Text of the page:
TIAC Seeks Canadian Quarantine Program Replacement and Vaccine Passports

Canada’s quarantine plan is outdated and needs to be replaced with contact tracing and rapid testing, says the head of the Tourism Industry Association of Canada.

Speaking on a Zoom call last Friday with Destination Canada, TIAC president and CEO Beth Potter said there are better ways to handle the pandemic than Canada’s current plan, which requires a 14-day quarantine for those coming into the country and an expensive hotel stay of up to three days for anyone arriving by air.


“Countries around the world have amended their approach to quarantine using evidence-based data that supports reduced quarantine and an increased testing regime as a more effective way to protect populations,” Potter said. “We believe Canada needs to rethink quarantine rules and invest in rapid testing and contact tracing.”

Potter also said tourism businesses need the Trudeau government to provide a tentative date for borders to open.

“Tourism stakeholders have a shared commitment on keeping Canadians safe. We are asking the federal government for a plan or conditions for reopening interprovincial and international borders. It is important for our members to have time to plan, to prepare for reopening, to ramp up operations, to hire back staff, and to communicate with their clients.

“Uncertainty is not a plan that ensure a successful recovery.”

Potter said TIAC wants to see several other changes, including:

An extension of existing federal assistance rent and wage subsidy plans to help the hardesthit sectors;

A federal tax incentive to inspire Canadians to travel within Canada this year and next; and,

A “united travel approach” for the entire country, “as opposed to 13 individual policies.”

Potter also said Canada needs to provide sector-specific support for the country’s aviation industry. Talks are taking place, but she said Canadian airlines could lose their global competitiveness without help from Ottawa.

She also said TIAC wants Canada to adopt some form of proof of vaccination, or vaccination passport.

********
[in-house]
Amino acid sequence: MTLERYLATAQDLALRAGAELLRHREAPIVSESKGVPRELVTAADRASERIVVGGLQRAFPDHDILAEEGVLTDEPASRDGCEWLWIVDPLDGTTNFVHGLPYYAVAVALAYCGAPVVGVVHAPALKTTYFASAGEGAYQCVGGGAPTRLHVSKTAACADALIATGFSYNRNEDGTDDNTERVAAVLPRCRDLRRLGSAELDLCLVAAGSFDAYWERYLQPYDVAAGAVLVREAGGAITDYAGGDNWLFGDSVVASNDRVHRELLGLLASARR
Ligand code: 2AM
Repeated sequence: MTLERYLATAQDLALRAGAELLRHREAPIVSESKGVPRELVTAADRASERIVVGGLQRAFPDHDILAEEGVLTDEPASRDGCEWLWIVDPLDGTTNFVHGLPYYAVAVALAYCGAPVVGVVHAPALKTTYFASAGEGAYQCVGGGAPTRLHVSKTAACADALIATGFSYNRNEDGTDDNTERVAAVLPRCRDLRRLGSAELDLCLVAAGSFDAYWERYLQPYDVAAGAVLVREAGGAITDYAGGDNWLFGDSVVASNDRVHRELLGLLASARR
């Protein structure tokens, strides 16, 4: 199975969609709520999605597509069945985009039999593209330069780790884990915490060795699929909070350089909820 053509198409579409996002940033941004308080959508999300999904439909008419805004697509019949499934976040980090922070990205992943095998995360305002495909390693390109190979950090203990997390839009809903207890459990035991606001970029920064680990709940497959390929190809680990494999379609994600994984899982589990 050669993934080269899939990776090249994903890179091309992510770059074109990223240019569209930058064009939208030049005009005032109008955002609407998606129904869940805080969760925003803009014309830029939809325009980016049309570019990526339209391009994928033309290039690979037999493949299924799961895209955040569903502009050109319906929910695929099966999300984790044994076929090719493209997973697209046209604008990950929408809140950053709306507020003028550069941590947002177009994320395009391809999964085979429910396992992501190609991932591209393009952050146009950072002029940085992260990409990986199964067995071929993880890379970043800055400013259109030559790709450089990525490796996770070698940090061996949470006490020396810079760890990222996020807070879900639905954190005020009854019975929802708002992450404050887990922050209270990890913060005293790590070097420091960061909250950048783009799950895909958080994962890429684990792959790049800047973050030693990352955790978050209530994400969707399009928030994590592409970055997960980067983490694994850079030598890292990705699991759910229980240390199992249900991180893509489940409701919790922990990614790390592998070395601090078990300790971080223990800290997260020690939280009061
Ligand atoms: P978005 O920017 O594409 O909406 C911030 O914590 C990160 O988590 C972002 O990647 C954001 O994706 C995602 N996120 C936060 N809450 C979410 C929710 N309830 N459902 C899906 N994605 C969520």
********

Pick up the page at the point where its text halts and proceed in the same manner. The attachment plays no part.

“It should become a common part of your travel documents moving forward,” she said. “And we are recommending that Canada adopt this.”

Another thing the Canadian government needs to do is give tourism and travel operators some kind of tentative re-opening date.

“We’re saying, “Listen, we’ve seen the vaccine rollouts are happening, they’re picking up steam. We’re seeing more jabs in arms. So let’s draw a line in the sand. Let’s pick a date. If all Canadians are going to have at least one vaccine by late June let’s pick a summer date. If all Canadians are going to have two vaccines by September, let’s pick a fall date. But let’s pick a date so businesses can plan to open.

“We’re not an industry that can turn on a dime. We have to ramp up. We have to re-hire a half a million people. We need to communicate with our clients and guests to say, ‘We’re open. Here’s what you can expect.”

“Let’s get a date, a line in the sand, and move towards that. And let’s communicate more positively with Canadians that it’s okay to travel.”

Destination Canada President and CEO Marsha Walden said the tourism sector in Canada has an unemployment rate that’s double the national average. Many of those unemployed workers are women, youth, new Canadians and Indigenous Canadians, she noted.

The most recent models show that Canada won’t get back to 2019 tourism levels until 2025, she said. But Canadians could speed that up significantly if they were to move two-thirds of their usual international spending budget and use it on trips within Canada.

“Leading indicators are cautiously encouraging,” Walden said. She noted that Canadians are searching for travel, that vaccines are rolling out and that travel sentiment in Canada is beginning to improve.